Director: Rob Marshall
Cast: James Corden, Emily Blunt, Anna Kendrick, Daniel Huttlestone, Lilla Crawford, Chris Pine with Johnny Depp and Meryl Streep
Plot: A baker (Corden) and his wife (Blunt) are cursed with the inability to have children, sending them on a quest to gather four magical items, bringing them into contact with several fairy tale characters.
Rarely do I get to see a movie that shoots itself in the foot as much as Into the Woods. Watching Rob Marshall’s cinematic adaptation of the beloved musical becomes a case of being wildly impressed at this vivid reimagining of a fairy tale landscape to suddenly being absolutely frustrated at a lack of control in the direction. Worse still, sometimes I am just plain bored.
There is a lot to like about Into the Woods and for brief periods, you can see why the critics sang its praises. Let’s start with the star of the show, Meryl Streep. Despite my reservations about this movie, I will be crossing my fingers for her to come out with the Supporting Actress award at the OSCARs later this year. She is truly magnificent, relishing the Wicked Witch role with the kind of gusto that we wished we saw in Maleficent. Streep is turning into the kind of actress that is guaranteed to put everything into work, totally unaware of the expression ‘phoning in a performance’, making her one of the veteran actors in the business. When it comes to long-term quality, Robert De Niro should be taking notes. When the direction lets her down, Streep conveys the deeper layers of characters for the writers – a flash of regret as she curses Rapunzel, a sinister wording of a song lyric or sometimes just nailing a tricky joke. Other moments that impress are the clever morals, themes and playfulness with fairy tale characters. Chris Pine jumps from romantic soul-mate, to creepy – yet endlessly funny – stalker. As the Baker and his wife con a simple-minded child out of a childhood pet, you wonder if they even deserve the child they so desperately seek. As the fairy tale characters collide, they end up accidentally contributing to each other’s stories in an imaginative, interesting way. Yes, there were moments when I leant back and really enjoyed Into the Woods, but just around the corner, there was always something to ruin the experience for me.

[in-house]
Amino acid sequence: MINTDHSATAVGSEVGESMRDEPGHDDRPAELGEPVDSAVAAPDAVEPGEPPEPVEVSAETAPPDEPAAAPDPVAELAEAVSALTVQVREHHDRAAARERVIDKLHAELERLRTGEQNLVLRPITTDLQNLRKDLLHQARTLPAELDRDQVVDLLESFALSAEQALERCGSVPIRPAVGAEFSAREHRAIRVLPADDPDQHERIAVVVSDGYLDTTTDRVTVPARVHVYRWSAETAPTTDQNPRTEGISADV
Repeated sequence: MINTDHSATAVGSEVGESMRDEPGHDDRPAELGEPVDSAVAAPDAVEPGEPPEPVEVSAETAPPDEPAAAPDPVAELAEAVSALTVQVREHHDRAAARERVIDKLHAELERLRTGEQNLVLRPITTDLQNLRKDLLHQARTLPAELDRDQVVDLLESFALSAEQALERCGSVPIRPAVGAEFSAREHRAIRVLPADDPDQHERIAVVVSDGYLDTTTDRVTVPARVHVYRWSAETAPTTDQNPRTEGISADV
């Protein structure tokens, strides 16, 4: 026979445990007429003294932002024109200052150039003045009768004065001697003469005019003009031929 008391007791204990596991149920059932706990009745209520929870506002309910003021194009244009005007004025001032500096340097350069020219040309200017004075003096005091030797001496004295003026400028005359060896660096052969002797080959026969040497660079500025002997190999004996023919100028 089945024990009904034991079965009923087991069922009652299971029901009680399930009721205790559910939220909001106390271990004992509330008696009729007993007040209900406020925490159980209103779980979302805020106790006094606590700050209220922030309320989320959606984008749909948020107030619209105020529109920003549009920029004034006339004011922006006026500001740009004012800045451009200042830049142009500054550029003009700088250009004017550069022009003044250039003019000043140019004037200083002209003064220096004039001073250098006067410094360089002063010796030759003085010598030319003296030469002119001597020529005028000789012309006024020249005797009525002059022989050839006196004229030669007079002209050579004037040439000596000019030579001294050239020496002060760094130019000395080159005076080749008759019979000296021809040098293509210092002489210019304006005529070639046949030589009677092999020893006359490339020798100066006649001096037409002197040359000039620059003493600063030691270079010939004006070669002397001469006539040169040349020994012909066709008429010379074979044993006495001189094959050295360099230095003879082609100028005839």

I think my problem with the movie was Rob Marshall. When an actress as consistently impressive as Emily Blunt flunks a line, you know that the fault isn’t with anyone but the man directing the scene. He just seems to have little control over the story. Anna Kendrick shines whenever she is given a meaty song to hit home with, but she struggles with her dialogue, making Cinderella surprisingly difficult to care for at lengthy intervals. Sure, at times I emphasised with the bloke for having to condense such a long story and have to deal with several characters. I don’t blame him for pretty much dropping Rapunzel from the main crux of the story. However, sometimes I felt there were some themes he didn’t take far enough. I wasn’t sure what emotions I was meant to be feeling at certain points. Are we meant to sympathise with Streep’s Witch in the second half of the movie? Do we want the creepy Prince to find Cinderella or not? There is being ambiguous on purpose, but then there is alienating the audience, so we don’t know which side we are meant to be on. Another problem was the fact that Into the Woods screamed that it was more suited to the stage. The ending felt flat, because the story was trying to get across the impression that several character arcs were joining together to take on the bad guy, but when the whole fight was confined to a single set-piece, it looked a little mismatched and chaotic. I get that most of the movie was set in the ‘Woods’, but when every set looked the same, we never felt the scale that we should have been feeling. I am not even going to get started on Johnny Depp, because… ugh!
Final Verdict: Into the Woods looks promising at times, but it only hits home during a few scenes, making it hard to love as much as you want to.